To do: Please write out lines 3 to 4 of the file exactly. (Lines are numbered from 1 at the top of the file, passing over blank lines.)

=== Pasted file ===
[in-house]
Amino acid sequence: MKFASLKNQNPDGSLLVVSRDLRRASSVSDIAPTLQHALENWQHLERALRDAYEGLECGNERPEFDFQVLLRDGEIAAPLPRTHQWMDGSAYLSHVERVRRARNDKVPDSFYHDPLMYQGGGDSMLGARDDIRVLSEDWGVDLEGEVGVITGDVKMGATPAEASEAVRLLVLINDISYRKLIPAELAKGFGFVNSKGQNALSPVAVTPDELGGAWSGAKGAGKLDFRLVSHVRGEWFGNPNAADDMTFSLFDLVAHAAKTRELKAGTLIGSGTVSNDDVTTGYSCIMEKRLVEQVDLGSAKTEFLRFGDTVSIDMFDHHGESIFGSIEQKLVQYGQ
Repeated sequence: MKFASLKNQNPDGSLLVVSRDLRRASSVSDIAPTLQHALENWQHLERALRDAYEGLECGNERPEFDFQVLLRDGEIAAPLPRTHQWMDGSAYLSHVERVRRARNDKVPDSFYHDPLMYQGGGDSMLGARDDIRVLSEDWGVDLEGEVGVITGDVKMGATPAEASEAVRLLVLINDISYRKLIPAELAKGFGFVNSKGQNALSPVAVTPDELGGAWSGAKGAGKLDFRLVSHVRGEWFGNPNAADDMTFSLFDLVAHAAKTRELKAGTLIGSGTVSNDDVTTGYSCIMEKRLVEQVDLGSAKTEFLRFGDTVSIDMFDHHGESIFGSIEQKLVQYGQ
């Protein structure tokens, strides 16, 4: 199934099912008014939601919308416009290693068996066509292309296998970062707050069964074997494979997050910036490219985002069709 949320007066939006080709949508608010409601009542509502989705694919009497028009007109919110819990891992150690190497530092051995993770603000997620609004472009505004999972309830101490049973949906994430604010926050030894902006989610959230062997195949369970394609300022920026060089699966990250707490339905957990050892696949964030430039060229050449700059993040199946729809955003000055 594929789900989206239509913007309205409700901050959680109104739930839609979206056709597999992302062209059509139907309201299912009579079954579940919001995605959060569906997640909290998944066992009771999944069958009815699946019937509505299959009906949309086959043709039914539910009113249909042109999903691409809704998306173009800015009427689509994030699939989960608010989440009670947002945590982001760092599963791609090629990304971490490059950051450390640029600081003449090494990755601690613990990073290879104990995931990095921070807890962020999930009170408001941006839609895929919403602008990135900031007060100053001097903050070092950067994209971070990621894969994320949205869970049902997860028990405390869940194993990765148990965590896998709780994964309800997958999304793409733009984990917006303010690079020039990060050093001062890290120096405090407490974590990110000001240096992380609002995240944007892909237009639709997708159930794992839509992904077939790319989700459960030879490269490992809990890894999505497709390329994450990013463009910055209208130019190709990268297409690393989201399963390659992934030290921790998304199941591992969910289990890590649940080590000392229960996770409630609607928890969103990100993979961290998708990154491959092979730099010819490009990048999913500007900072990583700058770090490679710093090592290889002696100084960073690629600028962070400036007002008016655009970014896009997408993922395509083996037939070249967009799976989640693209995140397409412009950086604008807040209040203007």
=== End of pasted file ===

Repeated sequence: MKFASLKNQNPDGSLLVVSRDLRRASSVSDIAPTLQHALENWQHLERALRDAYEGLECGNERPEFDFQVLLRDGEIAAPLPRTHQWMDGSAYLSHVERVRRARNDKVPDSFYHDPLMYQGGGDSMLGARDDIRVLSEDWGVDLEGEVGVITGDVKMGATPAEASEAVRLLVLINDISYRKLIPAELAKGFGFVNSKGQNALSPVAVTPDELGGAWSGAKGAGKLDFRLVSHVRGEWFGNPNAADDMTFSLFDLVAHAAKTRELKAGTLIGSGTVSNDDVTTGYSCIMEKRLVEQVDLGSAKTEFLRFGDTVSIDMFDHHGESIFGSIEQKLVQYGQ
């Protein structure tokens, strides 16, 4: 199934099912008014939601919308416009290693068996066509292309296998970062707050069964074997494979997050910036490219985002069709 949320007066939006080709949508608010409601009542509502989705694919009497028009007109919110819990891992150690190497530092051995993770603000997620609004472009505004999972309830101490049973949906994430604010926050030894902006989610959230062997195949369970394609300022920026060089699966990250707490339905957990050892696949964030430039060229050449700059993040199946729809955003000055 594929789900989206239509913007309205409700901050959680109104739930839609979206056709597999992302062209059509139907309201299912009579079954579940919001995605959060569906997640909290998944066992009771999944069958009815699946019937509505299959009906949309086959043709039914539910009113249909042109999903691409809704998306173009800015009427689509994030699939989960608010989440009670947002945590982001760092599963791609090629990304971490490059950051450390640029600081003449090494990755601690613990990073290879104990995931990095921070807890962020999930009170408001941006839609895929919403602008990135900031007060100053001097903050070092950067994209971070990621894969994320949205869970049902997860028990405390869940194993990765148990965590896998709780994964309800997958999304793409733009984990917006303010690079020039990060050093001062890290120096405090407490974590990110000001240096992380609002995240944007892909237009639709997708159930794992839509992904077939790319989700459960030879490269490992809990890894999505497709390329994450990013463009910055209208130019190709990268297409690393989201399963390659992934030290921790998304199941591992969910289990890590649940080590000392229960996770409630609607928890969103990100993979961290998708990154491959092979730099010819490009990048999913500007900072990583700058770090490679710093090592290889002696100084960073690629600028962070400036007002008016655009970014896009997408993922395509083996037939070249967009799976989640693209995140397409412009950086604008807040209040203007």